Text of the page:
Expressions of Self in Chinese Literature

Expressions of Self in Chinese Literature

Expressions of Self in Chinese Literature

Expressions of Self in Chinese Literature

Excerpt

One of the more interesting panels at the twenty-ninth annual meeting of the Association for Asian Studies, held in New York that year, was entitled '"Expression of Selfhood in Chinese Literature." It was chaired by Joseph S. M. Lau of the University of Wisconsin; its other contributors were Anthony C. Yu of the University of Chicago, Leo O. Lee, then teaching at Indiana University, and Frances LaFleur, a Princeton graduate student. The panel's discussant was C. T. Hsia, Professor of Chinese at Columbia University.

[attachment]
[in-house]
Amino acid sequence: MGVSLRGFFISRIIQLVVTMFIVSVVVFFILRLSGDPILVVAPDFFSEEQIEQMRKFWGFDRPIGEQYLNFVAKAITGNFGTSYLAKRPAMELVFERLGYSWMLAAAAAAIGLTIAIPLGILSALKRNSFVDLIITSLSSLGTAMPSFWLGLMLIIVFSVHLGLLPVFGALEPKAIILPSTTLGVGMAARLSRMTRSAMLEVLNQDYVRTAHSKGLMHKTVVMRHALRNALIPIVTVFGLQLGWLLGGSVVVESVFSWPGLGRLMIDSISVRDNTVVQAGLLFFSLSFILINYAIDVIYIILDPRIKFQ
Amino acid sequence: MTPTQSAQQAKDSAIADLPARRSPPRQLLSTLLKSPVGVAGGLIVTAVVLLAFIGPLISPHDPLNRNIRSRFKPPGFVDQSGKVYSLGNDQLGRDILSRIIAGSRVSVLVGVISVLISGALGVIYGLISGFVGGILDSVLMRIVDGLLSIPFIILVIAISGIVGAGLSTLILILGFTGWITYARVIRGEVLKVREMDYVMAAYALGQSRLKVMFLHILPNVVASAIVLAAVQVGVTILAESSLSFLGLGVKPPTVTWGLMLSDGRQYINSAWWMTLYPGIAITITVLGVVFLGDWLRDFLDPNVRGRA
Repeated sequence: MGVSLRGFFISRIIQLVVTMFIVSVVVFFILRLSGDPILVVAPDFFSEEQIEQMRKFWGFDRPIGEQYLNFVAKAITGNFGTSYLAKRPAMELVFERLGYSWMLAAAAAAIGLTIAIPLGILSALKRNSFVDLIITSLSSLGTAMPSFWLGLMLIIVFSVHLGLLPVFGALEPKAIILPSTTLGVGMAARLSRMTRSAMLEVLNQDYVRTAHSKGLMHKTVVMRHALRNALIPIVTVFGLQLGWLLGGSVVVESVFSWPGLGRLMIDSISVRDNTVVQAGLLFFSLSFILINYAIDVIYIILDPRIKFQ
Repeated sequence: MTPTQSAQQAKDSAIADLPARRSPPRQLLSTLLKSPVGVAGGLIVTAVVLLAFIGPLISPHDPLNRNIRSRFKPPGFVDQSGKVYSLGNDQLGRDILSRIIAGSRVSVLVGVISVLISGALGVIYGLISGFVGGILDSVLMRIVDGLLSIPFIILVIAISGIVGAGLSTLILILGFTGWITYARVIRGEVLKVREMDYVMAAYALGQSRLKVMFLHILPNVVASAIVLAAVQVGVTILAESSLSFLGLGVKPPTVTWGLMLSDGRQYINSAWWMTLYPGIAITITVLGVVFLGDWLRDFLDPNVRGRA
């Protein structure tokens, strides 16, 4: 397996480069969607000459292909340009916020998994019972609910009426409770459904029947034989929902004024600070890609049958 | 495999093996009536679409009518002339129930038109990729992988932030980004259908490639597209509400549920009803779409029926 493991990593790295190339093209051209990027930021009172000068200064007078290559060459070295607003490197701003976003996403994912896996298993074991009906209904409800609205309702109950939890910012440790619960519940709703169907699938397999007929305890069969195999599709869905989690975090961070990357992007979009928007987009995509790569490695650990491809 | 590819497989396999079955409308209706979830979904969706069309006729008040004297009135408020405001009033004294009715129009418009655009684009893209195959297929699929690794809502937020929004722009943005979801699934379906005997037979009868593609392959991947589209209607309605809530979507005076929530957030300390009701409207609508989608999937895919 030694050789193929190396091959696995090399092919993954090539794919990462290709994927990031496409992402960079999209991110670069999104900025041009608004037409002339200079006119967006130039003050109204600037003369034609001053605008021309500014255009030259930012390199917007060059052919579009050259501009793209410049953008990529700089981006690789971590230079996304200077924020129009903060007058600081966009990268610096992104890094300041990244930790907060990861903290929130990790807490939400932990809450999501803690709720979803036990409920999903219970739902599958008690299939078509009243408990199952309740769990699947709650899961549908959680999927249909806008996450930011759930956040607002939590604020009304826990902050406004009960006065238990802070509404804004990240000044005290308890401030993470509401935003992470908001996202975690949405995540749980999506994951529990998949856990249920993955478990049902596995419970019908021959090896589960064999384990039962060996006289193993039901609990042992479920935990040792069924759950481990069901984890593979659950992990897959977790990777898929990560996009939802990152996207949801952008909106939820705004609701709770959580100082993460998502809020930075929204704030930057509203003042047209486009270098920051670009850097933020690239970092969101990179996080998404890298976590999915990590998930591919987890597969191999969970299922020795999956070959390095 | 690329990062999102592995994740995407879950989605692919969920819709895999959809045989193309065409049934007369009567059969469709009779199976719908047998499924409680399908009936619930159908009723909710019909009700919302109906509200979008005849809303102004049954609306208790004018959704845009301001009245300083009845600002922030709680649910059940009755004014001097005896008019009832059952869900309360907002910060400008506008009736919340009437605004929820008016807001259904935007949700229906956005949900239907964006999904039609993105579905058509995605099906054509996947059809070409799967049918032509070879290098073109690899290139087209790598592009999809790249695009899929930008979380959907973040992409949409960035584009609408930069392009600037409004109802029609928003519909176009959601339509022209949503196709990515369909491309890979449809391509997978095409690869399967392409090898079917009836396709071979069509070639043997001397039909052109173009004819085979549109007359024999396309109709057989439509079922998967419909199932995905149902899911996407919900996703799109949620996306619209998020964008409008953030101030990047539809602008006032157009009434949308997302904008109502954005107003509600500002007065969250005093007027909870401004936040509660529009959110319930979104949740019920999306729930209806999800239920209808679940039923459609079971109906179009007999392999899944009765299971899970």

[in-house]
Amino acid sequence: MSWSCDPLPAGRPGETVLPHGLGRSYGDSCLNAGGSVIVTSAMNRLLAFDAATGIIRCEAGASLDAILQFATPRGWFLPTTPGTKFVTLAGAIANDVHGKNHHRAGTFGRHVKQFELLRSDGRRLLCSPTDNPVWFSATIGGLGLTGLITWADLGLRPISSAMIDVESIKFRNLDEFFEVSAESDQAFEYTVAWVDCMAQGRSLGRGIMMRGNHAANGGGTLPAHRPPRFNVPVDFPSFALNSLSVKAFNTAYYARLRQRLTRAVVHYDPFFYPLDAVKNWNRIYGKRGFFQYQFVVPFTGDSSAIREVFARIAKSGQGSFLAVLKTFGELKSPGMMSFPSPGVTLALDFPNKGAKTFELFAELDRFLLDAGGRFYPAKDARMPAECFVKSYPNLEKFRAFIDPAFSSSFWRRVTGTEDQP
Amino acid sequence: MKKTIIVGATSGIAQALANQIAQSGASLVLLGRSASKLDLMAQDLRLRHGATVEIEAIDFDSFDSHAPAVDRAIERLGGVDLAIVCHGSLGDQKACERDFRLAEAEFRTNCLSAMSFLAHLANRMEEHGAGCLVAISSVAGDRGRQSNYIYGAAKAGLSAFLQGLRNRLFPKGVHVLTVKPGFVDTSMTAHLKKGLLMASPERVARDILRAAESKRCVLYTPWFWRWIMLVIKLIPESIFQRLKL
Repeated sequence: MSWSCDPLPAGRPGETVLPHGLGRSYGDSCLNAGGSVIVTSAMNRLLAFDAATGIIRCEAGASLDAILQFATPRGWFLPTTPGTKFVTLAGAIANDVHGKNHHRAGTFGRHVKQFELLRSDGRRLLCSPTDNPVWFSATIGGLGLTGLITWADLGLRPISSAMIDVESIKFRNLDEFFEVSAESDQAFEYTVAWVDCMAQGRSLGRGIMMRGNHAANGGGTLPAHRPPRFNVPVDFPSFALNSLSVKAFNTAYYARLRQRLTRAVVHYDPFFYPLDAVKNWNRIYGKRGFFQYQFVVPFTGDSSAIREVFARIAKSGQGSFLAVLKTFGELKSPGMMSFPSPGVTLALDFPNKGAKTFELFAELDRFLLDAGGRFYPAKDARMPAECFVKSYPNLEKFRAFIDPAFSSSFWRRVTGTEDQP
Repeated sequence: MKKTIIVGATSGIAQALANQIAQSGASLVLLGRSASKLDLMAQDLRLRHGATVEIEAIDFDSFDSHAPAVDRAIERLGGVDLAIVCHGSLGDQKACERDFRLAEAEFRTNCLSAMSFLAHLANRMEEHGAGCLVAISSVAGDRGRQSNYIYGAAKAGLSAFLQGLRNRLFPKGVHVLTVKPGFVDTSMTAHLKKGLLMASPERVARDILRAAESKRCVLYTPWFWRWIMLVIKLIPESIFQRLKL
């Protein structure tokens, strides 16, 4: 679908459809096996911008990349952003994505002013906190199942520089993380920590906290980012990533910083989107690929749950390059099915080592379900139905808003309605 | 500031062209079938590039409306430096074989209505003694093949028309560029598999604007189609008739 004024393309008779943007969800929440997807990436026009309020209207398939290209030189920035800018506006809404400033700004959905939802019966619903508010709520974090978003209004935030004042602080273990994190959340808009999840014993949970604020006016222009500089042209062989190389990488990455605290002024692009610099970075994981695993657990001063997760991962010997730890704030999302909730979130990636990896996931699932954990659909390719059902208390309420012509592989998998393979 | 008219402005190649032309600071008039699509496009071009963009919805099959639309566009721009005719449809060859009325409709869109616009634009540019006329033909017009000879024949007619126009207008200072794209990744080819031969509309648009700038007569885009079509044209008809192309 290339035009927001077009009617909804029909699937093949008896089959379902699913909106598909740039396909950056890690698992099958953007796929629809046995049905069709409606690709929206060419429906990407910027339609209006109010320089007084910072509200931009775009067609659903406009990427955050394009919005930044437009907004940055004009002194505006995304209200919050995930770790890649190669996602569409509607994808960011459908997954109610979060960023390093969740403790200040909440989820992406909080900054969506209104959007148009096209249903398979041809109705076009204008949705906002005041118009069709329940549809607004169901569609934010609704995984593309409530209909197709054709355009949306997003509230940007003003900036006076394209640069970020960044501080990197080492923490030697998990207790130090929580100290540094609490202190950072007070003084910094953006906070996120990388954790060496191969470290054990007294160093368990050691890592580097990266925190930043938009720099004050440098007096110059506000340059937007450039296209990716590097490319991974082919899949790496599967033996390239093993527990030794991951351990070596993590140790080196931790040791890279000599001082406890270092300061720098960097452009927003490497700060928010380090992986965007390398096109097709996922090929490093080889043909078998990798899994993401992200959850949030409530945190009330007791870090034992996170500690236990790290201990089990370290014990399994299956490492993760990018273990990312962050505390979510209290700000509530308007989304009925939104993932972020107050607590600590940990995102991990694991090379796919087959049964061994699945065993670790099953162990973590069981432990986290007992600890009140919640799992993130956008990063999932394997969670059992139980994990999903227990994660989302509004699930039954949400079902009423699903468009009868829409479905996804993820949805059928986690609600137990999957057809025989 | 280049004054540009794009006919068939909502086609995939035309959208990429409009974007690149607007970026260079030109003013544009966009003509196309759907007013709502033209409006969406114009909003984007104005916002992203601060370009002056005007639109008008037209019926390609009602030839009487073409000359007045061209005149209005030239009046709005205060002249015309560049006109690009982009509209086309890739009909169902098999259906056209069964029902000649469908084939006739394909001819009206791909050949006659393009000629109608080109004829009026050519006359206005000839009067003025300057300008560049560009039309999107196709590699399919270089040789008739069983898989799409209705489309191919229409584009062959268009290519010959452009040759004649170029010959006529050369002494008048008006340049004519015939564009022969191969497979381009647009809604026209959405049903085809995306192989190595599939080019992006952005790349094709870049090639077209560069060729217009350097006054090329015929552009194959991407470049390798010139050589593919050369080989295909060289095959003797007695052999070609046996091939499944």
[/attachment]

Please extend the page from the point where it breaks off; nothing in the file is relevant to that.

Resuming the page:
Professor Hsia was the best possible choice for this function. His contribution to the study of Chinese literature in the West is unexcelled. His A History of Modern Chinese Fiction, 1917-1957 (New Haven: Yale University Press, 1961; rev. ed. 1971) was the first critical survey of this exciting field to be written in English; his The Classic Chinese Novel (New York: Columbia University Press, 1968) quickly became the standard introduction to the great novels of China's past. He has also written numerous essays in Chinese and English on literary works and figures. But among these essays, none has attracted more attention than his own first English-language essay," "To What Fyn Lyve I Thus?'--Society and Self in the Chinese Short Story" (Kenyon Review [1962], vol. 24, no. 3; revised as an appendix to The Classic Chinese Novel). This seminal essay had opened a new window on Chinese fiction, and the . . .

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